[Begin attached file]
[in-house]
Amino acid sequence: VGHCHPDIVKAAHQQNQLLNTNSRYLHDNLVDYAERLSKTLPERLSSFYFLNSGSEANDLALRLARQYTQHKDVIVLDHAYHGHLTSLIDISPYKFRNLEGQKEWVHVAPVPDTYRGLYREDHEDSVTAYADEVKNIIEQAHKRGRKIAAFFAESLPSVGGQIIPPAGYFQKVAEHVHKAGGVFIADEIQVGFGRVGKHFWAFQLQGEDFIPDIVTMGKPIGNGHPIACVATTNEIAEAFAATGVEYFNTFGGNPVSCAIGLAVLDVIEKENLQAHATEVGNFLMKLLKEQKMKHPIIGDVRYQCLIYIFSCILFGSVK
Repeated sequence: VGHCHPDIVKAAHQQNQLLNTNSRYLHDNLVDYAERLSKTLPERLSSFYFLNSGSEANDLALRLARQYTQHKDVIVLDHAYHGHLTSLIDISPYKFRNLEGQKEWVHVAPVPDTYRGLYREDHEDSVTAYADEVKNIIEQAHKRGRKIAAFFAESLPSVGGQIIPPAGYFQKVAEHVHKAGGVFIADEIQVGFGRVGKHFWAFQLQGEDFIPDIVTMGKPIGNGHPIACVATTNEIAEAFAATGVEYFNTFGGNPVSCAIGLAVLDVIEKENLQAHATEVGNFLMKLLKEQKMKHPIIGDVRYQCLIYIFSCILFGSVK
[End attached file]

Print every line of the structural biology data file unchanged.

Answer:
[in-house]
Amino acid sequence: VGHCHPDIVKAAHQQNQLLNTNSRYLHDNLVDYAERLSKTLPERLSSFYFLNSGSEANDLALRLARQYTQHKDVIVLDHAYHGHLTSLIDISPYKFRNLEGQKEWVHVAPVPDTYRGLYREDHEDSVTAYADEVKNIIEQAHKRGRKIAAFFAESLPSVGGQIIPPAGYFQKVAEHVHKAGGVFIADEIQVGFGRVGKHFWAFQLQGEDFIPDIVTMGKPIGNGHPIACVATTNEIAEAFAATGVEYFNTFGGNPVSCAIGLAVLDVIEKENLQAHATEVGNFLMKLLKEQKMKHPIIGDVRYQCLIYIFSCILFGSVK
Repeated sequence: VGHCHPDIVKAAHQQNQLLNTNSRYLHDNLVDYAERLSKTLPERLSSFYFLNSGSEANDLALRLARQYTQHKDVIVLDHAYHGHLTSLIDISPYKFRNLEGQKEWVHVAPVPDTYRGLYREDHEDSVTAYADEVKNIIEQAHKRGRKIAAFFAESLPSVGGQIIPPAGYFQKVAEHVHKAGGVFIADEIQVGFGRVGKHFWAFQLQGEDFIPDIVTMGKPIGNGHPIACVATTNEIAEAFAATGVEYFNTFGGNPVSCAIGLAVLDVIEKENLQAHATEVGNFLMKLLKEQKMKHPIIGDVRYQCLIYIFSCILFGSVK